relation.


Must correspond to the primary key of the other
relation.


Like a `logical pointer’.



If all foreign key constraints are enforced,
referential integrity

is achieved (i.e., no
dangling references.)



Foreign Keys in SQL


E.g. Only students listed in the Students relation should be allowed to
enroll for courses.



sid

is a foreign key referring to
Students
:


CREATE TABLE Enrolled


(sid CHAR(
20
),cid CHAR(
20
),grade CHAR(
2
),


PRIMARY KEY
(sid,cid),


FOREIGN KEY
(sid)
REFERENCES
Students )

sid
cid
grade
53666
Carnatic101
C
53666
Reggae203
B
53650
Topology112
A
53666
History105
B
Enrolled

sid
name
login
age
gpa
53666
Jones
jones@cs
18
3.4
53688
Smith
smith@eecs
18
3.2
53650
Smith
smith@math
19
3.8
Students

11111
English
102
A



Enforcing Referential Integrity


Consider Students and Enrolled;
sid

in Enrolled is a
foreign key that references Students.


What should be done if an Enrolled tuple with a non
-
existent student id is inserted?
(
Reject it!
)


What should be done if a Students tuple is deleted?


Also delete all Enrolled tuples that refer to it?


Disallow deletion of a Students tuple that is referred to?


Set sid in Enrolled tuples that refer to it to a
default sid
?


(In SQL, also: Set sid in Enrolled tuples that refer to it to a
special value
null
,
denoting
`unknown’

or
`inapplicable’
.)


Similar issues arise if primary key of Students tuple is
updated.



Integrity Constraints (ICs)


IC:

condition that must be true for
any
instance of the database; e.g.,
domain
constraints.


ICs are specified when schema is defined.


ICs are checked when relations are
modified.


A
legal

instance of a relation is one that
satisfies all specified ICs.


DBMS should not allow illegal instances.


If the DBMS checks ICs, stored data is
more faithful to real
-
world meaning.


Avoids data entry errors, too!



Where do ICs Come From?


ICs are based upon the semantics of the real
-
world
that is being described in the database relations.


We can check a database instance to see if an IC is
violated, but we can
NEVER

infer that an IC is true
by looking at an instance.


An IC is a statement about
all possible
instances!


From example, we know
name

is not a key, but the
assertion that
sid

is a key is given to us.


Key and foreign key ICs are the most common;
more general ICs supported too.



Relational Query Languages


A major strength of the relational model:
supports simple, powerful
querying

of data.


Queries can be written intuitively, and the DBMS
is responsible for efficient evaluation.


The key: precise semantics for relational queries.


Allows the optimizer to extensively re
-
order
operations, and still ensure that the answer does
not change.



The SQL Query Language


The most widely used relational query
language.


Current std is SQL
-
2003
; SQL
92
is a basic subset
that we focus on in this class.


To find all
18
year old students, we can write:

SELECT *


FROM Students S


WHERE S.age=
18



To find just names and logins, replace the first line:

SELECT S.name, S.login

sid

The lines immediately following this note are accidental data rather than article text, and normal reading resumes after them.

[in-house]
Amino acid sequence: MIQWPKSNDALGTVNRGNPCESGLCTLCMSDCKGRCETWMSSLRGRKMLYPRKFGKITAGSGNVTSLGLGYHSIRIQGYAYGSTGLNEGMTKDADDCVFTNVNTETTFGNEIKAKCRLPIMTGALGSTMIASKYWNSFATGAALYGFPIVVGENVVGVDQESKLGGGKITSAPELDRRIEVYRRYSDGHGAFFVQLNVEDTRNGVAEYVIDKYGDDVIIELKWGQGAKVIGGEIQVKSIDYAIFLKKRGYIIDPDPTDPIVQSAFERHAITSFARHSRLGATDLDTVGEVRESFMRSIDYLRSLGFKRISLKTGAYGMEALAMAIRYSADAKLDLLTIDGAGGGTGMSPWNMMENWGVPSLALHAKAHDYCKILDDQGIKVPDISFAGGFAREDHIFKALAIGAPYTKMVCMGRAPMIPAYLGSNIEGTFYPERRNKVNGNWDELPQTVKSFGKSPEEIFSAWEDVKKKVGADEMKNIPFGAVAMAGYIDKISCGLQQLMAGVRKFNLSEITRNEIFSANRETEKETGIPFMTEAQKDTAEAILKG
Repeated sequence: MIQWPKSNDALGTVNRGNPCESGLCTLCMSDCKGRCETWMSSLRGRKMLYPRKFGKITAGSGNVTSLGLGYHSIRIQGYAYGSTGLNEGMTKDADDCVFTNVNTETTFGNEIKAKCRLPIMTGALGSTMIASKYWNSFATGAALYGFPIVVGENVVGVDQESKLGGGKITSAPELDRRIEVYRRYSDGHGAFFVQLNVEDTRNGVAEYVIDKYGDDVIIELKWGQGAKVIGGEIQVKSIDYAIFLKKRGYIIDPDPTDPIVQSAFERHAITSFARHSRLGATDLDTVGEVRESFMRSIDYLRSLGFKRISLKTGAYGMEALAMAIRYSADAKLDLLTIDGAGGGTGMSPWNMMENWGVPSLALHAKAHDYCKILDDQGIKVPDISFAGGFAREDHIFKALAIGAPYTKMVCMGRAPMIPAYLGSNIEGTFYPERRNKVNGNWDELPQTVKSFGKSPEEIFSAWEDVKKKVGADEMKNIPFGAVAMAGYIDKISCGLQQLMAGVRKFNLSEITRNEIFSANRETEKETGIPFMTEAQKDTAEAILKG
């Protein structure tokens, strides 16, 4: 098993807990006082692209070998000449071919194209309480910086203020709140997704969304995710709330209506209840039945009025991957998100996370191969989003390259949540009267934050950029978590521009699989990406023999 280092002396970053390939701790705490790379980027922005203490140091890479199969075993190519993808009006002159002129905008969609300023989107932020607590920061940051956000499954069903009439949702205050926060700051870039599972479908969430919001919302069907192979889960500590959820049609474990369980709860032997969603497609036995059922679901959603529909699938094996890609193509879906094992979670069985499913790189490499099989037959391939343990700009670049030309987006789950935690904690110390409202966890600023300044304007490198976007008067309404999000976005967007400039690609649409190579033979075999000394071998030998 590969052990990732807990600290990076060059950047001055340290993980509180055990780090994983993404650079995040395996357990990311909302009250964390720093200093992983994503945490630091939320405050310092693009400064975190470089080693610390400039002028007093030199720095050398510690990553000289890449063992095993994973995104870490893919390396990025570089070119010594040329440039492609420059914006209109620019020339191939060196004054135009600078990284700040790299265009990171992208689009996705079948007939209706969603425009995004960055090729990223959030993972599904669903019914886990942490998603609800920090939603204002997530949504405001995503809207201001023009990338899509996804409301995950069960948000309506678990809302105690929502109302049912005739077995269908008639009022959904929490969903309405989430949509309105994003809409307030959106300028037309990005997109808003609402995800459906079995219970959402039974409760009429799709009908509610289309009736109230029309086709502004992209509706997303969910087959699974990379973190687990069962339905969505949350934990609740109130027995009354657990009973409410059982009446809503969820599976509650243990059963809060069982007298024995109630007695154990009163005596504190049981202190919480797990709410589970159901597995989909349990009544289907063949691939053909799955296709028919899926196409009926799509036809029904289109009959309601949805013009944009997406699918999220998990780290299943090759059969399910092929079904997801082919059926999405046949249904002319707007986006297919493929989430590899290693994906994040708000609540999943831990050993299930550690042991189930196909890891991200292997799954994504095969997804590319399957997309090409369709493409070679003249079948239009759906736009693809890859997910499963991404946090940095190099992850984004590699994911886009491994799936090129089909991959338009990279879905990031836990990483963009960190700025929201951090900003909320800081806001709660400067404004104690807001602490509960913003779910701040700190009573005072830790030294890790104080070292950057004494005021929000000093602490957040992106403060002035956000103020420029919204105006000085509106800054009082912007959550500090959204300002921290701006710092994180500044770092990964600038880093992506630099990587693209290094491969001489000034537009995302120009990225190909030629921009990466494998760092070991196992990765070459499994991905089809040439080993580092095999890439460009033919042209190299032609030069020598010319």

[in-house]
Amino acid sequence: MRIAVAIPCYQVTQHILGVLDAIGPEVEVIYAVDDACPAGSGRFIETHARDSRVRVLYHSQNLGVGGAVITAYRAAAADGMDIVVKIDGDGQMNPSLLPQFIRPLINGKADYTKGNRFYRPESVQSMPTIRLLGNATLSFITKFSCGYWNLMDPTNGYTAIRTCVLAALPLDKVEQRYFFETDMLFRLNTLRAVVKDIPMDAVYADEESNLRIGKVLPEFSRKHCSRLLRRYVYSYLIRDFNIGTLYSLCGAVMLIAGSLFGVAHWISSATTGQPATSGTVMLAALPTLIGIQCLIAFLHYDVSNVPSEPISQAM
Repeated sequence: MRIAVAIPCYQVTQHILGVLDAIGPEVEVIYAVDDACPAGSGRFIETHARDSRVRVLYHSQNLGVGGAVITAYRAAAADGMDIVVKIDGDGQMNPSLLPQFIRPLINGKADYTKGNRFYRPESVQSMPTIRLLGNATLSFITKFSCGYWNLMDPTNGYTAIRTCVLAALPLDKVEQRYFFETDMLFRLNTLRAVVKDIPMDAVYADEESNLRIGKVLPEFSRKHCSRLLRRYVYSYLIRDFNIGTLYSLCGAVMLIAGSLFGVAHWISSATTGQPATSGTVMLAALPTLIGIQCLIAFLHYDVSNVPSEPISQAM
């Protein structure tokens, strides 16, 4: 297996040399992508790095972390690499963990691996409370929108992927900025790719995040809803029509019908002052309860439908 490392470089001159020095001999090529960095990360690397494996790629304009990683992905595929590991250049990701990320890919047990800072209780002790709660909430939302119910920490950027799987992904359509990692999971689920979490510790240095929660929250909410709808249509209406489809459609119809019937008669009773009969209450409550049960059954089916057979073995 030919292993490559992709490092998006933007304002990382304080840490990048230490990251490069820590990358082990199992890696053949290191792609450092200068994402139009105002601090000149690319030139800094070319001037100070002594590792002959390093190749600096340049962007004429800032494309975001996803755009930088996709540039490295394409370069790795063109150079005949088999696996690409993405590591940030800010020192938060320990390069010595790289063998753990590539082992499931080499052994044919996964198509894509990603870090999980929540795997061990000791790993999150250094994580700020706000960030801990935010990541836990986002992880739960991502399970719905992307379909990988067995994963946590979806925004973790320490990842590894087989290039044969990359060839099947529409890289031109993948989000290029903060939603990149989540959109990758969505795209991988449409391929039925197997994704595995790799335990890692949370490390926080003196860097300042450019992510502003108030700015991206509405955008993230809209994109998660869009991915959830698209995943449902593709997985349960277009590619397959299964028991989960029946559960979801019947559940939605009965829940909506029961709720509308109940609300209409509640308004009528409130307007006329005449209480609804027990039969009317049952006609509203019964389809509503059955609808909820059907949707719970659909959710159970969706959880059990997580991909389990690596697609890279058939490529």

name

login

age

gpa

53666

Jones

jones@cs

18

3.4

53688

Smith

smith@ee

18

3.2






Querying Multiple Relations


What does the following query compute?

SELECT S.name, E.cid


FROM Students S, Enrolled E


WHERE S.sid=E.sid AND E.grade='A'

sid
cid
grade
53831
Carnatic101
C
53831
Reggae203
B
53650
Topology112
A
53666
History105
B
Given the following instance of
Enrolled

S.name
E.cid
Smith
Topology112
we get:



Semantics of a Query


A
conceptual

evaluation method

for the previous
query:

1. do
FROM

clause: compute
cross
-
product

of Students and
Enrolled

2. do
WHERE

clause: Check conditions, discard tuples that fail

3. do
SELECT

clause: Delete unwanted fields


Remember, this is
conceptual
. Actual evaluation will
be
much

more efficient, but must produce the same
answers.



Cross
-
product of Students and Enrolled Instances

S.sid

S.name

S.login

S.age

S.gpa

E.sid

E.cid

E.grade

53666

Jones

jones@cs

18

3.4

53831

Carnatic101

C

53666

Jones

jones@cs

18

3.4

53832

Reggae203

B

53666

Jones

jones@cs

18

3.4

53650

Topology112

A

53666

Jones

jones@cs

18

3.4

53666

History105

B

53688

Sm
ith

smith@ee

18

3.2

53831

Carnatic101

C

53688

Smith

smith@ee

18

3.2

53831

Reggae203

B

53688

Smith

smith@ee

18

3.2

53650

Topology112

A

53688

Smith

smith@ee

18

3.2

53666

History105

B

53650

Smith

smith@math

19

3.8

53831

Carnatic101

C

53650

Smith

smith@ma
th

19

3.8

53831

Reggae203

B

53650

Smith

smith@math

19

3.8

53650

Topology112

A

53650

Smith

smith@math

19

3.8

53666

History105

B



Queries, Query Plans, and Operators


System handles query plan
generation & optimization;
ensures
correct
execution.

SELECT eid, ename, title

FROM Emp E

WHERE E.sal > $50K

SELECT E.loc, AVG(E.sal)

FROM Emp E

GROUP BY E.loc

HAVING Count(*) > 5

SELECT


COUNT DISTINCT (E.eid)

FROM Emp E, Proj P, Asgn A

WHERE E.eid = A.eid


AND P.pid = A.pid


AND E.loc <> P.loc


Issues: view reconciliation, operator ordering, physical operator
choice, memory management, access path (index) use, …

Employees

Projects

Assignments

Emp

Select



Emp

Group(agg)



Having

Emp

Count distinct



Asgn

Join

Join

Proj



Structure of a DBMS


A typical DBMS has a layered
architecture.


The figure does not show the
concurrency control and
recovery components.


Each system has its own
variations.


The book shows a somewhat
more detailed version.


You will see the “real deal” in
PostgreSQL.


It’s a pretty full
-
featured
example



Next class: we will start on this
stack, bottom up.

Query Optimization

and Execution

Relational Operators

Files and Access Methods

Buffer Management

Disk Space Management

DB

These layers

must consider

concurrency

control and

recovery



Relational Model: Summary


A tabular representation of data.


Simple and intuitive, currently the most widely used


Object
-
relational variant gaining ground


Integrity constraints can be specified by the DBA, based
on application semantics. DBMS checks for violations.


Two important ICs: primary and foreign keys


In addition, we
always

have domain constraints.



Powerful query languages exist.


SQL is the standard commercial one


DDL
-

Data Definition Language


DML
-

Data Manipulation Language



Administrivia IV
-

Don’t Forget


CS
186
IS MOVING!!!!



Starting TUES
1
/
24
(next week)
we will be in
105
NORTHGATE